Mobile’s Impact on the Consumer Path to Purchase
One in three ad dollars will go to digital advertising next year, meaning digital media spending will be almost equal to television spending. Digital strategies will help drive the U.S. advertising market to $172 billion in 2015, according to new research from Magna Global. Additional research shows that digital advertising will overtake television advertising by 2017, due in large part to the growing popularity of online video, with sites like YouTube and Netflix. This—in combination with mobile and social networking—will push digital to the forefront.
A digital strategy is no longer a nice-to-have, but a must-have for retailers and brands. If you don’t believe that, then you need to take a hard look at the following data points:
- Mobile devices lead to in-store purchases. 52 percent of U.S. shoppers have used a mobile device to research products while browsing in a store.
- Tablets are the cornerstone of online shopping. Tablets are expected to bring in $76 billion in online sales, two times that of mobile devices.
- Digital content and mobile devices go hand in hand. According to eMarketer, U.S. adults will spend 23 percent of their time consuming media on a mobile device this year.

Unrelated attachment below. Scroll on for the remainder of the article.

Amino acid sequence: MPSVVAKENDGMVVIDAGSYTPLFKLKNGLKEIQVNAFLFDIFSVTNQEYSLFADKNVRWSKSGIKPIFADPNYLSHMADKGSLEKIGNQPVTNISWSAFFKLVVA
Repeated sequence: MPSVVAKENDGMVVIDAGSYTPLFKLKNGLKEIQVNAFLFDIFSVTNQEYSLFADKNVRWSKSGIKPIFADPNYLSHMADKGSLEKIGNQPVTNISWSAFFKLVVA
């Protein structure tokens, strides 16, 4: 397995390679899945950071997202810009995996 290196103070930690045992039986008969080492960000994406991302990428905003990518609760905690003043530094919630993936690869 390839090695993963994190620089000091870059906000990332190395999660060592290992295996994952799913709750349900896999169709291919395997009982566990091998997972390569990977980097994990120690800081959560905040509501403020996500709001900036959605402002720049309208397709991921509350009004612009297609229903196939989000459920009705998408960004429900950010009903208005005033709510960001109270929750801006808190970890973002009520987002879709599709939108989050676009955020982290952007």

- Mobile advertising is at its tipping point. Ad spend is expected to hit $31.45 billion this year. By 2018, it will top $94 billion.
How Do You Get There From Here?
Effective digital strategies take a cross-channel approach that integrates the various mobile channels, such as SMS, app, Web and social.
Value comes behind the scenes, as brands can learn useful information from mobile interactions. For example, customers reveal their operating system when they download an app or open their Web browser. Smart marketers collate such data points into one centralized customer profile—an ideal asset to maximize personalization for mobile.
Companies just getting started with cross-channel mobile marketing should focus on small wins. True cross-channel takes time and iteration, so commit to integrating what makes sense in the short, medium and long terms instead of trying to do everything simultaneously. Below you will find some key areas to consider when building out a mobile strategy:
Mobile is going to continue to grow as will its use as a way for brands to interact with their customers. However, the mobile device is far more personal than your email inbox. Fortunately, there are ways to implement a mobile marketing strategy that delivers relevant information that your customers want to receive. By understanding how your customers want to engage with you will help you build loyalty and in turn, help you see faster returns on your marketing investment.
Greg is a 12-year mobile industry veteran and vice president of mobile solutions at Hipcricket, Inc., where he's responsible for the vision and strategy to deliver consumer experiences that increase mobile engagement and lifetime value across mobile messaging and advertising, mobile websites, social media and branded apps